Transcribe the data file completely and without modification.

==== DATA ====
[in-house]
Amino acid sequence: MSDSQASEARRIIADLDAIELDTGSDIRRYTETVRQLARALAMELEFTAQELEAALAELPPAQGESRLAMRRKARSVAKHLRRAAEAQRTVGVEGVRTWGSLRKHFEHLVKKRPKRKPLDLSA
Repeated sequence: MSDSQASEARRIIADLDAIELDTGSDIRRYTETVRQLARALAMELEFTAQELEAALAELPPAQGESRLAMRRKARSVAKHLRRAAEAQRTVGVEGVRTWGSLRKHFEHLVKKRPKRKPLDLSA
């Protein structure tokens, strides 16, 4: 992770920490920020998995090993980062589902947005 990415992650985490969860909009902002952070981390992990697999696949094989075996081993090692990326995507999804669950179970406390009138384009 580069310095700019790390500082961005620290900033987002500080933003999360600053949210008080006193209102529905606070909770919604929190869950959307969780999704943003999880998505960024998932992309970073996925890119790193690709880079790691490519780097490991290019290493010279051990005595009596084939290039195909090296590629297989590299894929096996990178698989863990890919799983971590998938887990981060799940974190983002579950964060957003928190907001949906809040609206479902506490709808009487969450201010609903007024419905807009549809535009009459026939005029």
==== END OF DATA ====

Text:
[in-house]
Amino acid sequence: MSDSQASEARRIIADLDAIELDTGSDIRRYTETVRQLARALAMELEFTAQELEAALAELPPAQGESRLAMRRKARSVAKHLRRAAEAQRTVGVEGVRTWGSLRKHFEHLVKKRPKRKPLDLSA
Repeated sequence: MSDSQASEARRIIADLDAIELDTGSDIRRYTETVRQLARALAMELEFTAQELEAALAELPPAQGESRLAMRRKARSVAKHLRRAAEAQRTVGVEGVRTWGSLRKHFEHLVKKRPKRKPLDLSA
């Protein structure tokens, strides 16, 4: 992770920490920020998995090993980062589902947005 990415992650985490969860909009902002952070981390992990697999696949094989075996081993090692990326995507999804669950179970406390009138384009 580069310095700019790390500082961005620290900033987002500080933003999360600053949210008080006193209102529905606070909770919604929190869950959307969780999704943003999880998505960024998932992309970073996925890119790193690709880079790691490519780097490991290019290493010279051990005595009596084939290039195909090296590629297989590299894929096996990178698989863990890919799983971590998938887990981060799940974190983002579950964060957003928190907001949906809040609206479902506490709808009487969450201010609903007024419905807009549809535009009459026939005029």